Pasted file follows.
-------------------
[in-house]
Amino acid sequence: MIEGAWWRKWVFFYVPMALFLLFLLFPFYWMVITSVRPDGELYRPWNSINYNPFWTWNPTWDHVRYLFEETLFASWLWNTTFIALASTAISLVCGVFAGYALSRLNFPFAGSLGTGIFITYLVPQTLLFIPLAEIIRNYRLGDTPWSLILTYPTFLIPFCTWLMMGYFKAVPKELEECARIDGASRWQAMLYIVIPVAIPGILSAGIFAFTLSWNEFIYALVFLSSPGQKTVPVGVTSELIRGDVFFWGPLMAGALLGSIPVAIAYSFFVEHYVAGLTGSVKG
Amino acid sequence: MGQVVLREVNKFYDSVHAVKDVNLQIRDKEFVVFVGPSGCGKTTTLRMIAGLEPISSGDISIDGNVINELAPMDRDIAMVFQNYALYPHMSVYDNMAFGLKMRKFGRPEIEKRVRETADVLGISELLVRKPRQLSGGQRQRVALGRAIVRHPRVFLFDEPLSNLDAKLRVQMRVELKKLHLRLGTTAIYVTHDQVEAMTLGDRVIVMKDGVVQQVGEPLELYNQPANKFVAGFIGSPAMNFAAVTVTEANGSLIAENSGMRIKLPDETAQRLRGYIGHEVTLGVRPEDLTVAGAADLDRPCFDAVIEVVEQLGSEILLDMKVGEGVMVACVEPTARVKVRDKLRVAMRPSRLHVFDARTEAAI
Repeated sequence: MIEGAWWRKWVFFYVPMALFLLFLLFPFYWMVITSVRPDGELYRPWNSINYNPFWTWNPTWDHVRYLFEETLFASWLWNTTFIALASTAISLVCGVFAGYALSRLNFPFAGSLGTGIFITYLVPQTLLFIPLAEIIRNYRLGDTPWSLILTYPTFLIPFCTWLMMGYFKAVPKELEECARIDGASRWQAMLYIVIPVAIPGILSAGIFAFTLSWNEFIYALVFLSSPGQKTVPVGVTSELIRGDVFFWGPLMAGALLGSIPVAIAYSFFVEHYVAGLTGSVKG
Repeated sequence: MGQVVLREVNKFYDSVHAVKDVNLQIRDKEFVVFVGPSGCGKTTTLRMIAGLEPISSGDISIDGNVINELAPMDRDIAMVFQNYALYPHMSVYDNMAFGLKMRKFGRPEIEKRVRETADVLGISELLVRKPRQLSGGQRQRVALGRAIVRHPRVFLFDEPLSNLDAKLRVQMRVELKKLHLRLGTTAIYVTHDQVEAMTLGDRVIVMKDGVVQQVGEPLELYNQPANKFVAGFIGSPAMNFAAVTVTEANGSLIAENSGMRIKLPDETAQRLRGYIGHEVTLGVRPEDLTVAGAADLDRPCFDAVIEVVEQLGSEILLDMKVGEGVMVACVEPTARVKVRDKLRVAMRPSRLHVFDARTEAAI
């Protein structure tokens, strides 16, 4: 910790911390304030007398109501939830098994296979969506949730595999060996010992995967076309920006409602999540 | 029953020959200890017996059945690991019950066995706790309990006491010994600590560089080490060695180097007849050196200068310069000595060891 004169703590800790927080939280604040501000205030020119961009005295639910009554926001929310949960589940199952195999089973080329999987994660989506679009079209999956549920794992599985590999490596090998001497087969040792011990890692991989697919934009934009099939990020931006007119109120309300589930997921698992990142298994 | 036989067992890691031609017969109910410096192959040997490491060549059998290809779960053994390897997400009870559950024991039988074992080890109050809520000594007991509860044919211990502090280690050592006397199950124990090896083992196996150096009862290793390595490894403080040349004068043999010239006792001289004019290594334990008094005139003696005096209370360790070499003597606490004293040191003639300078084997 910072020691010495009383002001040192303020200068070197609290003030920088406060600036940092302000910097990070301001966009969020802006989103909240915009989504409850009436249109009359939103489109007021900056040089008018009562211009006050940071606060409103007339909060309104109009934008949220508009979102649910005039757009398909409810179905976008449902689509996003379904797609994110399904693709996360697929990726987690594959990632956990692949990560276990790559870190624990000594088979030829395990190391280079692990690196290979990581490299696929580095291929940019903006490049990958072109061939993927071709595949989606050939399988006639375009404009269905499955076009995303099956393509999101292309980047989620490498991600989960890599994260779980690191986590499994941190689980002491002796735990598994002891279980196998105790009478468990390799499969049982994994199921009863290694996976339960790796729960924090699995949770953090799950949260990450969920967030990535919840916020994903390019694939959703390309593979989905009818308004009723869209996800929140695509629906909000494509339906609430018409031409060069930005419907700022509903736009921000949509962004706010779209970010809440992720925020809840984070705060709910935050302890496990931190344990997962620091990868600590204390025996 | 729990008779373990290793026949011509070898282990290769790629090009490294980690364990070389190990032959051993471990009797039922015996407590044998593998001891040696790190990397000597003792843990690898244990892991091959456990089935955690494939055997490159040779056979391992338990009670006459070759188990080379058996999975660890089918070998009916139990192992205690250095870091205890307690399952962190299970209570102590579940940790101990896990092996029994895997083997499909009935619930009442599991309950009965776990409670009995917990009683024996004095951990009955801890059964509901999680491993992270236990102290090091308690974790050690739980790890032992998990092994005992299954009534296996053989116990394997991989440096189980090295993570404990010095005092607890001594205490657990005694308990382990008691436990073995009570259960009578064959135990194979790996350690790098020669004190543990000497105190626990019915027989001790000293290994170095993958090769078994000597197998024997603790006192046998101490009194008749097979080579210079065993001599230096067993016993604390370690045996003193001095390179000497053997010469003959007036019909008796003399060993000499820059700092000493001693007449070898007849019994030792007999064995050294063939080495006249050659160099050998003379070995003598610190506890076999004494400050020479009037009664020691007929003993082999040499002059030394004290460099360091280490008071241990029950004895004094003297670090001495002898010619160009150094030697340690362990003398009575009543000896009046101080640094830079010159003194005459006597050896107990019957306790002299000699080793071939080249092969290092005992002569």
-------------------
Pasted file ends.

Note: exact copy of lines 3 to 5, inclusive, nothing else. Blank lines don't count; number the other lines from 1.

Amino acid sequence: MGQVVLREVNKFYDSVHAVKDVNLQIRDKEFVVFVGPSGCGKTTTLRMIAGLEPISSGDISIDGNVINELAPMDRDIAMVFQNYALYPHMSVYDNMAFGLKMRKFGRPEIEKRVRETADVLGISELLVRKPRQLSGGQRQRVALGRAIVRHPRVFLFDEPLSNLDAKLRVQMRVELKKLHLRLGTTAIYVTHDQVEAMTLGDRVIVMKDGVVQQVGEPLELYNQPANKFVAGFIGSPAMNFAAVTVTEANGSLIAENSGMRIKLPDETAQRLRGYIGHEVTLGVRPEDLTVAGAADLDRPCFDAVIEVVEQLGSEILLDMKVGEGVMVACVEPTARVKVRDKLRVAMRPSRLHVFDARTEAAI
Repeated sequence: MIEGAWWRKWVFFYVPMALFLLFLLFPFYWMVITSVRPDGELYRPWNSINYNPFWTWNPTWDHVRYLFEETLFASWLWNTTFIALASTAISLVCGVFAGYALSRLNFPFAGSLGTGIFITYLVPQTLLFIPLAEIIRNYRLGDTPWSLILTYPTFLIPFCTWLMMGYFKAVPKELEECARIDGASRWQAMLYIVIPVAIPGILSAGIFAFTLSWNEFIYALVFLSSPGQKTVPVGVTSELIRGDVFFWGPLMAGALLGSIPVAIAYSFFVEHYVAGLTGSVKG
Repeated sequence: MGQVVLREVNKFYDSVHAVKDVNLQIRDKEFVVFVGPSGCGKTTTLRMIAGLEPISSGDISIDGNVINELAPMDRDIAMVFQNYALYPHMSVYDNMAFGLKMRKFGRPEIEKRVRETADVLGISELLVRKPRQLSGGQRQRVALGRAIVRHPRVFLFDEPLSNLDAKLRVQMRVELKKLHLRLGTTAIYVTHDQVEAMTLGDRVIVMKDGVVQQVGEPLELYNQPANKFVAGFIGSPAMNFAAVTVTEANGSLIAENSGMRIKLPDETAQRLRGYIGHEVTLGVRPEDLTVAGAADLDRPCFDAVIEVVEQLGSEILLDMKVGEGVMVACVEPTARVKVRDKLRVAMRPSRLHVFDARTEAAI